SOURCE: Parlier (2011, p. xxi).
Now, as overseas operations abate, Army budgets are decreasing. This situation, combined with the effects of a broader national fiscal reality, is renewing the quest for more efficient, cost-effective operations and giving it new urgency. A phrase now used to describe this goal has been costwise readiness. The Army’s persistent inability to relate resources to readiness, which is due to both inefficient supply chain management and poor forecast accuracy, has been masked by massive infusions of resources for much of the past decade but is again becoming apparent, resulting in mounting pressures to find efficiencies and generate savings.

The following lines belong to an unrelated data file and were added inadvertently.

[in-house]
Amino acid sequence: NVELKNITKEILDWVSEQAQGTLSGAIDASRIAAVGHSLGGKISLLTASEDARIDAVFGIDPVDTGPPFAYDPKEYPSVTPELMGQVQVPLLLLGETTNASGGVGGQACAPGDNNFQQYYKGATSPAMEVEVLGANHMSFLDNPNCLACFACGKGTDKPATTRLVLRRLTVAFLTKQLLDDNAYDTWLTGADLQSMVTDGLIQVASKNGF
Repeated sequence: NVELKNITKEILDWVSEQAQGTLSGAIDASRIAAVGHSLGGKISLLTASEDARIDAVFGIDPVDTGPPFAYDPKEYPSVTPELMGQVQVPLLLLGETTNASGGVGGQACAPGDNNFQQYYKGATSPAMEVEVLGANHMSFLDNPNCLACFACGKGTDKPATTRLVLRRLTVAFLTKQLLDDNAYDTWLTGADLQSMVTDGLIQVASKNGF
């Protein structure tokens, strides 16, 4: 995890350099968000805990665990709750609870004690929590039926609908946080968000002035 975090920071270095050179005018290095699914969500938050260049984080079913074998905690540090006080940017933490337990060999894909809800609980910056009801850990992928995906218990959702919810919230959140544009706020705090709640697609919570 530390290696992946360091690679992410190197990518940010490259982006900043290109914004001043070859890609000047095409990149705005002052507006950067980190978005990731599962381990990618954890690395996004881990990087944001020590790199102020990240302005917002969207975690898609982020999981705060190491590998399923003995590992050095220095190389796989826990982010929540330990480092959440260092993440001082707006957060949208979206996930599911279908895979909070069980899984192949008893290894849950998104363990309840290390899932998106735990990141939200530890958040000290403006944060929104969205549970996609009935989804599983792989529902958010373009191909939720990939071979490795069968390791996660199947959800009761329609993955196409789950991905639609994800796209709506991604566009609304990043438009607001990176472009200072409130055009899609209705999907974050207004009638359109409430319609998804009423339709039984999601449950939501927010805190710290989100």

To the extent that significant savings can be generated from within the materiel enterprise by adopting, refining, and implementing new analytical approaches, at least some of the force structure that would otherwise be eliminated due to fiscal pressure could instead be retained. Savings obtained by transforming Army supply chain management could help to preclude the re-emergence of a “hollow force,” caused by the damaging effects of precipitous budget drawdowns traditionally seen during postwar periods.
Finding 6-10. The application of advanced analytics, systems analysis, and emerging information technologies (e.g., enterprise resource planning systems) provides a powerful opportunity to create effective enterprise decision support systems.
Recommendation 6-8. The Army should strongly support the application of advanced logistics analytics to develop enterprise decision support systems in conjunction with emerging information technologies, sensor-based technologies, and supply chain simulation technologies.